WHOIS Accuracy Study Preliminary Findings Reflect Improvements in Accuracy
Why this matters
In the pilot introduction of the WHOIS Accuracy Reporting System (ARS), ICANN has collaborated with inter-governmental and private sector specialists to deliver the most recent assessment of WHOIS accuracy.
In the pilot introduction of the WHOIS Accuracy Reporting System (ARS), ICANN has collaborated with inter-governmental and private sector specialists to deliver the most recent assessment of WHOIS accuracy. For the first time, ICANN has brought together experts in the fields of study design and validation services to produce an accuracy study that uses the latest technology available.
The Preliminary Findings paper [PDF, 668 KB] published today describes the result of this unique collaboration. This paper is being released by ICANN in advance of its October Los Angeles Meetings to illustrate the features of the ARS under development, as well as to solicit feedback on the approach, methodology and reporting formats. This feedback will help shape the final design of the ARS. After the Los Angeles Meeting, ICANN will publish the full Pilot Report, which provides detailed findings and explanations of the methodology deployed in the Study.
When fully developed, the ARS will produce ongoing reports capable of tracking trends in accuracy rates, and reporting on the specific factors that affect accuracy. This data may be useful to assess the effectiveness of recent efforts at improving accuracy rates, and to support ongoing policy development activities related to WHOIS.
The Pilot study examined accuracy rates from multiple perspectives to give a realistic picture of today's WHOIS. While the study results are still being confirmed, the preliminary findings reveal that:
- Operationally, Registrars under the 2013 RAA have more accuracy for email addresses than Registrars under the 2009 RAA;
- New gTLDs have slightly better operational email accuracy rates than prior gTLDs;
- Prior gTLDs have more operational accuracy on telephone numbers, but the two groups are equal on operational postal address accuracy.
These preliminary findings are being published to facilitate discussion on the methodology sample sizes, and approach at the Los Angeles Meeting. The statistics published today are subject to further analysis and confirmation, to be included in the Full Pilot Study to be published after the Los Angeles Meeting for Public Comment.
The findings in the Paper are the product of an in-depth examination of postal addresses, email addresses and telephone numbers. Postal address statistics were developed with guidance from the Universal Postal Union (Switzerland), a specialized agency of the UN that coordinates postal policies worldwide for its member countries. Other validation expertise was provided by leading commercial firms, including StrikeIron (USA), utilizing its proprietary email validation systems, DigiCert (USA), a provider of digital certificates and telephone validation services, and aided by a unique data parsing service by Whibse (USA).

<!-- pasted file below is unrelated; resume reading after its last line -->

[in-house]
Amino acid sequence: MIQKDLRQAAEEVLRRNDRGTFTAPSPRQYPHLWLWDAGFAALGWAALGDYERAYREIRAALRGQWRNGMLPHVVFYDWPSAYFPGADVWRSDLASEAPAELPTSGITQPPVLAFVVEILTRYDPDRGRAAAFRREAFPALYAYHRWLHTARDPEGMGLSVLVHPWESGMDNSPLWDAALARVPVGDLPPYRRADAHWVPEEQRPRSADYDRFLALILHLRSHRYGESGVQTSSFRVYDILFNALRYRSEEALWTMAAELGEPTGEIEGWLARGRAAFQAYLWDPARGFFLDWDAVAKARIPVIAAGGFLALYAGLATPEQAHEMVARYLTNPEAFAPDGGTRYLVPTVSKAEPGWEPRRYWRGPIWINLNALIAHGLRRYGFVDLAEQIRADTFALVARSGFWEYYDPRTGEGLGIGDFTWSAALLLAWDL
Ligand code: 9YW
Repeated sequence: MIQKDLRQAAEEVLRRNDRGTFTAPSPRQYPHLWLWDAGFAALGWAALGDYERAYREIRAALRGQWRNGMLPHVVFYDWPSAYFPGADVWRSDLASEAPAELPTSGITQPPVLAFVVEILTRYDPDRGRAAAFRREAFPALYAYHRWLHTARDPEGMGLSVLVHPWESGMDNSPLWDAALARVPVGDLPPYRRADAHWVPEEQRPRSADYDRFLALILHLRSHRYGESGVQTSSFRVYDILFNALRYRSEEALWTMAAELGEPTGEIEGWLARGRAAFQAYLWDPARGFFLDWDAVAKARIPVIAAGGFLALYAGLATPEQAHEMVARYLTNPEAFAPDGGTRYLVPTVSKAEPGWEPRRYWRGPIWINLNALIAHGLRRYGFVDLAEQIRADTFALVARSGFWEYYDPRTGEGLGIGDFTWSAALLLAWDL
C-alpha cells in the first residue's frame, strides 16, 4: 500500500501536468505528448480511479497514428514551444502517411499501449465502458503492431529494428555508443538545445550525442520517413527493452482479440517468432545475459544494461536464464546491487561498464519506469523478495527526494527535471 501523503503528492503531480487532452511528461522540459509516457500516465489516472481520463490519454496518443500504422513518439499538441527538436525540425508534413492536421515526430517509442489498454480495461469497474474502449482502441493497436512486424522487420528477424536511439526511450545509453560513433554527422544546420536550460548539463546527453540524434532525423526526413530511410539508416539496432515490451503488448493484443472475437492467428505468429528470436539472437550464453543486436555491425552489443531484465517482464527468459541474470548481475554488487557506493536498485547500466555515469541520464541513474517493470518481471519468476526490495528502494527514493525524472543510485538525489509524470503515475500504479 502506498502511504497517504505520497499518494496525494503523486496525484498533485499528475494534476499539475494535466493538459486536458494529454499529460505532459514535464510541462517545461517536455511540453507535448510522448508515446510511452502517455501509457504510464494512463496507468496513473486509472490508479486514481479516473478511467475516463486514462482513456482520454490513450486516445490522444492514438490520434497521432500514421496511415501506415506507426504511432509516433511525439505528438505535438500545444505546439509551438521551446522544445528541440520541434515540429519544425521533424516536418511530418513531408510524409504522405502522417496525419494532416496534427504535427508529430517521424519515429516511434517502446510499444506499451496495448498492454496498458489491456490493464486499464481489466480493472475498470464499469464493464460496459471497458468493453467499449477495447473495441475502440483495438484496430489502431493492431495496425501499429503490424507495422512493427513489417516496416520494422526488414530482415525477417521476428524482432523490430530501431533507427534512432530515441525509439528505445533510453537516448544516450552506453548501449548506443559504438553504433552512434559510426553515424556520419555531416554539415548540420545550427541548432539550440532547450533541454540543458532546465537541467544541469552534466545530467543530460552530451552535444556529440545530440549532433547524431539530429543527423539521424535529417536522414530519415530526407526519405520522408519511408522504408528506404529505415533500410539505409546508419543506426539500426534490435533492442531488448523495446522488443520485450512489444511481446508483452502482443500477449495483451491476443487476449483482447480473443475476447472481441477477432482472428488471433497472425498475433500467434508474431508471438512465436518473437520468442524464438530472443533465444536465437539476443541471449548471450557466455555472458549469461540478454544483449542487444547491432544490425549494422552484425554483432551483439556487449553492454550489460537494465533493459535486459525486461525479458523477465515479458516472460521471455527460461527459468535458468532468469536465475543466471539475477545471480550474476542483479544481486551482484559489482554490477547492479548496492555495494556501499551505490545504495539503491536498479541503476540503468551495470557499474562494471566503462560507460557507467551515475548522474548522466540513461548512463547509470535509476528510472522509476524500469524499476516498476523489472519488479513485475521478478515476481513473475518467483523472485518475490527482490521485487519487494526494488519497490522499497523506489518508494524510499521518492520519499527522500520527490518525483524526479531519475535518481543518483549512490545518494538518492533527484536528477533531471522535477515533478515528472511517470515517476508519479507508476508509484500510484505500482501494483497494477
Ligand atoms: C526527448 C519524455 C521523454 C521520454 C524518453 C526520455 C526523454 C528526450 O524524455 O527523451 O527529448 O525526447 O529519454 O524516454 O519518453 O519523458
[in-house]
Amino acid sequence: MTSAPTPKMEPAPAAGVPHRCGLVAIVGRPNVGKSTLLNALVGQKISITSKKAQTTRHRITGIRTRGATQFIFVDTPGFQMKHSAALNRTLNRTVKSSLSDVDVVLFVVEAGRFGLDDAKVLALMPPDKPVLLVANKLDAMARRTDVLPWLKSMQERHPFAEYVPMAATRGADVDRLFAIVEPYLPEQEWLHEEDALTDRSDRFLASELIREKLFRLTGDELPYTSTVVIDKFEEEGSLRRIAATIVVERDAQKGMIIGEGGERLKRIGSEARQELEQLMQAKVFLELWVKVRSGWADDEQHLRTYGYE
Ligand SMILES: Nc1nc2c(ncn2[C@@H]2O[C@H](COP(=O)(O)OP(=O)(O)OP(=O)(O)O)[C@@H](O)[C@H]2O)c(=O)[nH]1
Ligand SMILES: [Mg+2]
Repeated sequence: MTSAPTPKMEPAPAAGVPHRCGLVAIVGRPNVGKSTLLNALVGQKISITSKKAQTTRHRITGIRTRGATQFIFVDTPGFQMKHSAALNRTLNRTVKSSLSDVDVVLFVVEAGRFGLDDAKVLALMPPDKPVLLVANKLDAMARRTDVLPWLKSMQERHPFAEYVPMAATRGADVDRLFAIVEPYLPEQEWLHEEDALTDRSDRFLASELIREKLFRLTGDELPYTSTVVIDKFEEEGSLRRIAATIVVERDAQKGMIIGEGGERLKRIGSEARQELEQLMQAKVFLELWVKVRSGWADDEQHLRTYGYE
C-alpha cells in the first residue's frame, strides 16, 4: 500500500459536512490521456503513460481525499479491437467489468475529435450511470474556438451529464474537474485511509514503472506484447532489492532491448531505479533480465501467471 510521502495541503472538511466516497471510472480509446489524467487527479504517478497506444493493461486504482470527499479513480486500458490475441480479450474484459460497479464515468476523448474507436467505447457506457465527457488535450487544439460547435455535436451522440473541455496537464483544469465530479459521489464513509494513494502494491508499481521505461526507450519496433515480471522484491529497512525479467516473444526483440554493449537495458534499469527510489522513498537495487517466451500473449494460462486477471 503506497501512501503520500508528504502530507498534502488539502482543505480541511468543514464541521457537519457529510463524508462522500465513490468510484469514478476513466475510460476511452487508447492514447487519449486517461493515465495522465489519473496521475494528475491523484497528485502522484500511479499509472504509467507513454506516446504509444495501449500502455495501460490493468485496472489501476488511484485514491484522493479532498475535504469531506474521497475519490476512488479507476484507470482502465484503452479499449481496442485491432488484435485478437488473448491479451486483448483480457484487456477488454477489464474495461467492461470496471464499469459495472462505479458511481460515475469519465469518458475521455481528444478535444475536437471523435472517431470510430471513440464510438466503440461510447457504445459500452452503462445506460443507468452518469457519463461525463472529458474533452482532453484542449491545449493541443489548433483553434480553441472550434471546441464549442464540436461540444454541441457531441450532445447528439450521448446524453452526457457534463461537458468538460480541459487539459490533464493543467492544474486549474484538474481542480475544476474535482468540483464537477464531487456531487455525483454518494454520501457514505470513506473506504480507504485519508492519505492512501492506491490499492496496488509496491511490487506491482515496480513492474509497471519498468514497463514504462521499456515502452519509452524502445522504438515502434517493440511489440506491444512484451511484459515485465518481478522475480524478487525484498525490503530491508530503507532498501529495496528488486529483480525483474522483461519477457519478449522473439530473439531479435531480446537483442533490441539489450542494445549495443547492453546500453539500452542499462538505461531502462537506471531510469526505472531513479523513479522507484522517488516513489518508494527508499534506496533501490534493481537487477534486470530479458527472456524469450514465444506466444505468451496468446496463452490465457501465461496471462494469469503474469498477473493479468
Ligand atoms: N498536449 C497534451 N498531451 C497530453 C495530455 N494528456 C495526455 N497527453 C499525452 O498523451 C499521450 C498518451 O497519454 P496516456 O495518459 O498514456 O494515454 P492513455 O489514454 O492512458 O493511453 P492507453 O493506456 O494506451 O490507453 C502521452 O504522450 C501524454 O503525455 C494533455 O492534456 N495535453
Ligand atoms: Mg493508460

ICANN turned to NORC to design, work with validation providers, and conduct the analysis necessary to produce and deliver this analysis. NORC's past accuracy studies influenced the WHOIS Review Team. The Review Team's Final Report called for ICANN to publish ongoing statistics on WHOIS accuracy.
The Pilot study examines accuracy levels by applying syntactic validation and operation validation tests to a Registrant's postal address, email, and telephone numbers listed in a WHOIS record. Although the study did not attempt to apply identity validation techniques, ICANN is exploring the feasibility of including identity validation in subsequent development phases of the ARS.
The sample sizes used in the Pilot Study is described in the chart below:
|Data Element||Syntactic Validation||Operational Validation|
More information on the methodology used to classify WHOIS Records is available here [PDF, 668 KB].
Engagement with Registrars and Others
A key function of the ARS will be to forward records identified as potentially inaccurate to registrars for follow-up to confirm their accuracy. The ARS is being designed to track and report on the progress of these records.
Engagement with registrars and other interested stakeholders is necessary to define an efficient process for transmitting, reviewing, and updating, as appropriate, the identified WHOIS records. ICANN plans to work with registrars and the broader Community in the months ahead in order to develop this process.
The purpose of the Pilot Study is to test assumptions using real data. The methodology can be adjusted based upon the public comments received on the Pilot Report. The consultations in Los Angeles provide an opportunity to highlight areas where the methodology can be improved.
ICANN invites feedback on any aspect of the Preliminary Findings paper, Pilot Study, the methodology deployed, reporting perspectives, as well as the next steps for developing the ARS. A full study report will be posted for public comment after the Los Angeles Meeting, to gather feedback on the Pilot Study and the findings. In addition, the All Things WHOIS Session will be held in Los Angeles to discuss the Pilot, along with other WHOIS developments.
- Additional Information about the latest WHOIS developments will be provided in the All Things WHOIS Session in Los Angeles.
- For the status of the improvement efforts, please see the latest Implementation Chart
- For more details on the services sought by ICANN, please see the WHOIS Accuracy Reporting System RFP Announcement
- For additional background information, please see the Draft Implementation Plan for the WHOIS Accuracy Reporting System Announcement
- To learn about WHOIS, visit the WHOIS website.